STORY OF COFFEE
The discovery of traditional coffee grown worldwide can trace its heritage back centuries to the ancient coffee forests on the Ethiopian plateau. There, legend says the goat herder Kaldi first discovered the potential of these beloved beans.
The story goes that that Kaldi discovered coffee after he noticed that after eating the berries (coffee cherry fruit, cascara) from a certain tree, his goats became so energetic that they did not want to sleep at night.
Kaldi reported his findings to the abbot of the local monastery, who made a drink with the berries and found that it kept him alert through the long hours of evening prayer. The abbot shared his discovery with the other monks at the monastery, and knowledge of the energizing berries began to spread.
Today, coffee is the world's second most traded commodity after crude oil. Although machines assist in harvesting much of the worlds coffee, the finest specialty coffees are primarily selected and hand-picked at the peak of ripeness. These coffees are unique to their origin and the local soil, weather, elevation, and processing techniques used in harvesting. Many of the communities that still harvest the coffee cherries by hand, enjoy a beverage made from the 'cascara' or the outer fruit which remains after the seeds have been removed. These drinks are typically enjoyed as a hot 'tea' or tisane.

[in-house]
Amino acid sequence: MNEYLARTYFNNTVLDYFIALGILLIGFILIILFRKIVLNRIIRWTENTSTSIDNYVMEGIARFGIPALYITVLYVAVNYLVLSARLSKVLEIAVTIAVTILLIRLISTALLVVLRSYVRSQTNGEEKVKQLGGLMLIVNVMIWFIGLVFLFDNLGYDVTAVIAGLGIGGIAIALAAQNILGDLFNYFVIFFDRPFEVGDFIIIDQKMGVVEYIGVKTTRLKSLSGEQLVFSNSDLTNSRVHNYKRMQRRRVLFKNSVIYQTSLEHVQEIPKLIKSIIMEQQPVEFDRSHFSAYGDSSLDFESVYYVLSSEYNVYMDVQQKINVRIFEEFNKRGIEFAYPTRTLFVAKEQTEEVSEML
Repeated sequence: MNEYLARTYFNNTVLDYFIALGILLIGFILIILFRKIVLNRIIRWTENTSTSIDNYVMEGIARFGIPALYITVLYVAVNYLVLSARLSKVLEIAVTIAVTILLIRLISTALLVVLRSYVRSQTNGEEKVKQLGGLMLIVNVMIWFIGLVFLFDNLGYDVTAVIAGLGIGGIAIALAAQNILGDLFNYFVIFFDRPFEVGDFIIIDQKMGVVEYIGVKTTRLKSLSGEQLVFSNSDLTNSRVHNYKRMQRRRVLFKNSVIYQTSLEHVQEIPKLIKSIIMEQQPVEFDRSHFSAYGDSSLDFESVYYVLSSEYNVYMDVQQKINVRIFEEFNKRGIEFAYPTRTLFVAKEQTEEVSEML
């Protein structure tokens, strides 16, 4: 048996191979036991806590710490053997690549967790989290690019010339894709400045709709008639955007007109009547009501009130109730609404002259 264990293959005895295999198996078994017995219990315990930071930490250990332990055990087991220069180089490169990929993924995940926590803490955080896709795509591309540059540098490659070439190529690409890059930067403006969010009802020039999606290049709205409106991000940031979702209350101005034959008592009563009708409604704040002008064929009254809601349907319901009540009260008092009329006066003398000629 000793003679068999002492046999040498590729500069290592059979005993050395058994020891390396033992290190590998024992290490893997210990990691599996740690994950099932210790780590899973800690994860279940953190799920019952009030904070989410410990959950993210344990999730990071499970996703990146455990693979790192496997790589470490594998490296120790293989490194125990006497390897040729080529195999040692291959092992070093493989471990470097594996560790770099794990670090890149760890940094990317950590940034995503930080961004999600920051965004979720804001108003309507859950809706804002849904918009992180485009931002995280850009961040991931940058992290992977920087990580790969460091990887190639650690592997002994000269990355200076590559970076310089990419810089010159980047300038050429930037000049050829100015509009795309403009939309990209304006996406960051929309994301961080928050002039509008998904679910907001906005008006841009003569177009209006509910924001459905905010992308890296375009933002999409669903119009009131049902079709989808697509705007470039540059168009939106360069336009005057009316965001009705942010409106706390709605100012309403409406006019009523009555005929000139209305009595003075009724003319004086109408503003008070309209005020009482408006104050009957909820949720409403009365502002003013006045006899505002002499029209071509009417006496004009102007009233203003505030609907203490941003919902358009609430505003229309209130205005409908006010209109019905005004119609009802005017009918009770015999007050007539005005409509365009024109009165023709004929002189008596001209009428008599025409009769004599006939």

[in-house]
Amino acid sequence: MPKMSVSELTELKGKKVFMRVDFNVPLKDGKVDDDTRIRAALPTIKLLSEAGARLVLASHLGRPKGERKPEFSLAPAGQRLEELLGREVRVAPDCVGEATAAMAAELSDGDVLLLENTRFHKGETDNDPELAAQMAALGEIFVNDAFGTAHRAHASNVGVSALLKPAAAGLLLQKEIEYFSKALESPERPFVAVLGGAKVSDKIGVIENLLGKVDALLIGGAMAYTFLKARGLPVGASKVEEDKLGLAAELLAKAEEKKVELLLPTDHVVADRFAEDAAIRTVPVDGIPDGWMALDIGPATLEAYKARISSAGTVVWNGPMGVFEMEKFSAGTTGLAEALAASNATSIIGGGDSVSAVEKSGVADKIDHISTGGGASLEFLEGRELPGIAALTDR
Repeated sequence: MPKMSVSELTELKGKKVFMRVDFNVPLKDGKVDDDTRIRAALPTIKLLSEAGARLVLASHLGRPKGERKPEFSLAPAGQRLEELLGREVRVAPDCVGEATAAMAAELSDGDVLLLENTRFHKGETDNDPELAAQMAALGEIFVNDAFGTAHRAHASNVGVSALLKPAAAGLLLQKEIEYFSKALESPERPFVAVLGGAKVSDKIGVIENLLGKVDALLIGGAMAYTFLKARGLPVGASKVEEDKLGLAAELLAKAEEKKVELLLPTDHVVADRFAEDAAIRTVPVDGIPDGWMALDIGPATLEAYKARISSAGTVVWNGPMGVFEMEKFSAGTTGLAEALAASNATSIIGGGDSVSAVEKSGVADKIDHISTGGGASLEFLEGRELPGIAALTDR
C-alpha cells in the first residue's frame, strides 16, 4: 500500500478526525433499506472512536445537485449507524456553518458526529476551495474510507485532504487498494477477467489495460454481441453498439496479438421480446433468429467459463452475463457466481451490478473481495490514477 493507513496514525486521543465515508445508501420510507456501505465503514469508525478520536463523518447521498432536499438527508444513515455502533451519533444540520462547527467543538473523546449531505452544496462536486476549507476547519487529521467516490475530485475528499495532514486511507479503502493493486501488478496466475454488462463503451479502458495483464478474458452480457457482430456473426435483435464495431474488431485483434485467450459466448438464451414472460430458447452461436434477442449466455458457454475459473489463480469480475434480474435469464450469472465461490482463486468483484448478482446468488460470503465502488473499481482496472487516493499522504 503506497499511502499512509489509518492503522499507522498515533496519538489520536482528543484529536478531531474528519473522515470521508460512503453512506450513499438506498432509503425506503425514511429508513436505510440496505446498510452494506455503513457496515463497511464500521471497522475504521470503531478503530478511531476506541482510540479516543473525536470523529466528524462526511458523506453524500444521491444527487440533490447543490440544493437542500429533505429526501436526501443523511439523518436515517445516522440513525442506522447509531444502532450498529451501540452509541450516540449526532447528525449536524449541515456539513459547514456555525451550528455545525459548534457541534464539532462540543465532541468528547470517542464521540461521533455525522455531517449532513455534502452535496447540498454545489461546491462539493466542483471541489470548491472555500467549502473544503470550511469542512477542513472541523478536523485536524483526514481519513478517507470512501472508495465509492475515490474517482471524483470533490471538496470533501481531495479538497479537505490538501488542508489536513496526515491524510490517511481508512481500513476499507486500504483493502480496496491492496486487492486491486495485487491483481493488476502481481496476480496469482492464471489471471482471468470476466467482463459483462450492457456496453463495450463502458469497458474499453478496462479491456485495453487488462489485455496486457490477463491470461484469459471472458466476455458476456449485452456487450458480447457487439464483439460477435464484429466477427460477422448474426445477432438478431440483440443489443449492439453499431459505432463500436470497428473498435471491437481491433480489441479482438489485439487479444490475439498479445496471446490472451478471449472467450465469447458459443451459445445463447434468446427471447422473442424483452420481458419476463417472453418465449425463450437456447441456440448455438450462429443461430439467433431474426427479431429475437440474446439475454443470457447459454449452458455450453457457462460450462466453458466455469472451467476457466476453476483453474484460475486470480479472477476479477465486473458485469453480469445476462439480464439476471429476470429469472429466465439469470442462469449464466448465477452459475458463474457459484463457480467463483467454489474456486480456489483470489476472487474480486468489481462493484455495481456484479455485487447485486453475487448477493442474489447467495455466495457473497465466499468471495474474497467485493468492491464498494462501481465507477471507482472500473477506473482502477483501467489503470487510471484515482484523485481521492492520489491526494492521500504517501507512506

In Yemen, casacara tea is referred to as Qishr, a tea made with cascara, cinnamon, ginger or caraway. In Ethiopia, it’s called Geshar or Hashara, and its darkly roasted until almost black, and infused in water for a longer period to create an intensely fruity brew. In Bolivia it’s called Sultana, where they enjoy it with cinnamon, clove, and sugar.
Coffee fruit, or cascara, is now recognized as a superfruit, full of antioxidants, potassium, and other trace vitamins and minerals. Cascara makes a refreshing hot or cold brewed beverage that everyone can enjoy!
References: http://www.ncausa.org/About-Coffee/History-of-Coffee, https://topecacoffee.com/coffee-waste-where-does-it-come-from-where-does-it-go/, https://en.wikipedia.org/wiki/Coffee_wastewater, http:www.coffeeflour.com/#global-impact